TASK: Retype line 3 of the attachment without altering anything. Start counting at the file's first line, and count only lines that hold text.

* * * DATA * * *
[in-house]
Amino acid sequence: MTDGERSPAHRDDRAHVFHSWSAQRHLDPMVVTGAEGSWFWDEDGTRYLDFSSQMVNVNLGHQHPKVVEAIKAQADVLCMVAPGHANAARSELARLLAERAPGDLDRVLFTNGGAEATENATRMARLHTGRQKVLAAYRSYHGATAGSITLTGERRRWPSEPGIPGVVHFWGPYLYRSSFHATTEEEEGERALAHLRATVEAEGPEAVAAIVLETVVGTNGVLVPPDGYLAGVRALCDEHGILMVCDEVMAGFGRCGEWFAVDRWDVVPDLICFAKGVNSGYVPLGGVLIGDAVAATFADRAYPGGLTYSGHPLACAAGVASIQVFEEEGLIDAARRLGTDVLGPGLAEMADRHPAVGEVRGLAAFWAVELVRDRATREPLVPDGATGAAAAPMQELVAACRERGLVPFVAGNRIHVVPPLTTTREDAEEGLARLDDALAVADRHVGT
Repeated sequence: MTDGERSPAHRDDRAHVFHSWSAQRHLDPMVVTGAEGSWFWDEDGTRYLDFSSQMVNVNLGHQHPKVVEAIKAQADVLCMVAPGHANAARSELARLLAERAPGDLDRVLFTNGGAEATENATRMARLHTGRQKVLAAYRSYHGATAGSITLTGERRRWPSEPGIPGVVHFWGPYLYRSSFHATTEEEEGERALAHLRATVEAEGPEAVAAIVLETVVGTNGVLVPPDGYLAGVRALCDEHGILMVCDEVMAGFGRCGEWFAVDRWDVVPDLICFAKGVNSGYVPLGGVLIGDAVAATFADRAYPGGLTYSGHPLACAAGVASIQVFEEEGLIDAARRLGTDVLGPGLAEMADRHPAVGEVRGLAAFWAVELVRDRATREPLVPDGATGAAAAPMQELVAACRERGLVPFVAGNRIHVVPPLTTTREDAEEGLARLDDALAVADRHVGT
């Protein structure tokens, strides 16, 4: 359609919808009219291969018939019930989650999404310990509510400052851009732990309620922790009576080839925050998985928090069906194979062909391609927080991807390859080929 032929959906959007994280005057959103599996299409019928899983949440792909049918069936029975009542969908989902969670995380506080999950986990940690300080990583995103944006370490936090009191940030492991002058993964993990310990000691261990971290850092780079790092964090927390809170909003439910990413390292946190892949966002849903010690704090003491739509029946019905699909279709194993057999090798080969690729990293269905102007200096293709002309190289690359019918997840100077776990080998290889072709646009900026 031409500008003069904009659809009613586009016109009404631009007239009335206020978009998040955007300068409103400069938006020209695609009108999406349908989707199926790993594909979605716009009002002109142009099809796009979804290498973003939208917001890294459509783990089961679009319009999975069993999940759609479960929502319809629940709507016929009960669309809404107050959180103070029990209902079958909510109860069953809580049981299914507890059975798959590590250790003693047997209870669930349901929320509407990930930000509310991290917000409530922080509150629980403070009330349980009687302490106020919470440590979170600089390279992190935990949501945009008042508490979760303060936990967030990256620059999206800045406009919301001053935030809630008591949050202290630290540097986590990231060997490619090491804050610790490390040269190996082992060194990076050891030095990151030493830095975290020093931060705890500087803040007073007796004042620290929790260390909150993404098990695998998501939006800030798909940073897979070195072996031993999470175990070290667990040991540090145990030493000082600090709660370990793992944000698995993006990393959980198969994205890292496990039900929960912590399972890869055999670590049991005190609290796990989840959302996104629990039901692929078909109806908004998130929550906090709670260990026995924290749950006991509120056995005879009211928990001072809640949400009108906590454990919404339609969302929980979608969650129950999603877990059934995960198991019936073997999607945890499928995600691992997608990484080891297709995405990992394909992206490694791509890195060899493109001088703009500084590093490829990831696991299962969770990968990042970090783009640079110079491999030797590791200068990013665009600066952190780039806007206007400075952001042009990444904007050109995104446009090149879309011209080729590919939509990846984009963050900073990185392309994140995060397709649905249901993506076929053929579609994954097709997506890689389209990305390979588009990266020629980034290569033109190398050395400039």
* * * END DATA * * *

Repeated sequence: MTDGERSPAHRDDRAHVFHSWSAQRHLDPMVVTGAEGSWFWDEDGTRYLDFSSQMVNVNLGHQHPKVVEAIKAQADVLCMVAPGHANAARSELARLLAERAPGDLDRVLFTNGGAEATENATRMARLHTGRQKVLAAYRSYHGATAGSITLTGERRRWPSEPGIPGVVHFWGPYLYRSSFHATTEEEEGERALAHLRATVEAEGPEAVAAIVLETVVGTNGVLVPPDGYLAGVRALCDEHGILMVCDEVMAGFGRCGEWFAVDRWDVVPDLICFAKGVNSGYVPLGGVLIGDAVAATFADRAYPGGLTYSGHPLACAAGVASIQVFEEEGLIDAARRLGTDVLGPGLAEMADRHPAVGEVRGLAAFWAVELVRDRATREPLVPDGATGAAAAPMQELVAACRERGLVPFVAGNRIHVVPPLTTTREDAEEGLARLDDALAVADRHVGT